Dec 1947-April 1948
Pages in Section 14
The Evacuation of Haifa
i. Evacuation- overall picture
ii. Evacuation - Hebron
viii The Last Day
Next - Old Comrades and New Ventures
At the beginning of 1948, Haifa,designated by the UN to be part of the Jewish State, was arguably the most beautiful city in Palestine. It was also the most prosperous. With its huge industrial complex along the bay, a massive oil refinery,the second largest commercial port on the Mediterranean and busy railway workshops, 1t was easy to turn a blind eye to the shanty town off the Nazareth Road, inhabited by seasonal migrant workers from the Hauran and Palestinian Arabs evicted from lands where they had cultivated their olive trees.
In the main town, the Jewish areas were Hadar HaCarmel and Neve Sha'anan; while Khalisa and Wadi Nisnas were predominantly Palestinian Arab, although, as in Jerusalem, many Jews lived in properties owned by Arabs.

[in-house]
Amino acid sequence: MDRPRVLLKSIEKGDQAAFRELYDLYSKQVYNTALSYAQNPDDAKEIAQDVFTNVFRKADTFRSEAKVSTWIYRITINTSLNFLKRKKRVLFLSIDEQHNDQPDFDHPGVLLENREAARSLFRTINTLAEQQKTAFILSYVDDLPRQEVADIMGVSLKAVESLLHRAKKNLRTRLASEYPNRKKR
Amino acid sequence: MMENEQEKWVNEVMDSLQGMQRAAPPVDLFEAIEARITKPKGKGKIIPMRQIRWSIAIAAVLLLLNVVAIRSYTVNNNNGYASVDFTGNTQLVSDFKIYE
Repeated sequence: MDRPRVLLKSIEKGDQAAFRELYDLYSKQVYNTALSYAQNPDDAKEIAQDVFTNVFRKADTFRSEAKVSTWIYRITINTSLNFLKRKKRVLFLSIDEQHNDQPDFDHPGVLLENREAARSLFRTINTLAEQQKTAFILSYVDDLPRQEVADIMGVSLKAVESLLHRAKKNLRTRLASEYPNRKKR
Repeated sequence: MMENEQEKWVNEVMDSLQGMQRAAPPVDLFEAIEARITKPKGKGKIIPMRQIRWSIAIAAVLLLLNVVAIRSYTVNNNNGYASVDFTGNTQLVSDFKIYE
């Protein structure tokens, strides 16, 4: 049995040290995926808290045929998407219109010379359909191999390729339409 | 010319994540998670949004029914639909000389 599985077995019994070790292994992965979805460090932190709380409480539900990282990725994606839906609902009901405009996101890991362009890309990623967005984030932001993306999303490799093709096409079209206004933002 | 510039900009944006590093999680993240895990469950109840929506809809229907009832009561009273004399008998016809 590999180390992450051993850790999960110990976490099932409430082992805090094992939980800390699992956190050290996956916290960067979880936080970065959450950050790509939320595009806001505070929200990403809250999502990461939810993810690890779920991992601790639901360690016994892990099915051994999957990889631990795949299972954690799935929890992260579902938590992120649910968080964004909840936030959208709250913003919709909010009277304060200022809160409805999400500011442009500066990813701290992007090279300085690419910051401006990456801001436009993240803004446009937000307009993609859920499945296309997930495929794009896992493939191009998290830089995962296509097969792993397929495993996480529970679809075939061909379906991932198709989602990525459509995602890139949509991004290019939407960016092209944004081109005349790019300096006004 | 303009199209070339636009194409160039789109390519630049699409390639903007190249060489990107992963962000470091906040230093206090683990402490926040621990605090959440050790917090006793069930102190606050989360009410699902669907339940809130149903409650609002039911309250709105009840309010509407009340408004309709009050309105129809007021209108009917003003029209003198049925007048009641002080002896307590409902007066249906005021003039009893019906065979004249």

After the end of WW 2 and 1948, the number of Jews living in Haifa had increased until there were more Jews than Arabs living in the city.
It was the only major town where Arabs and Jews collaborated successfully in local government. Arabs and Jews also worked side by side in both the oil refinery and the port so the British had originally hoped that Haifa, would keep itself apart from the conflict raging over the rest of Palestine. The first sighn that all was not well occured with the oil refinery massacre. neverheless until 21st April 1948 the police of Haifa Operational Patrol were proud of the fact that no civilians dared carry guns publicly anywhere in Haifa, something that could not be said for most of Palestine.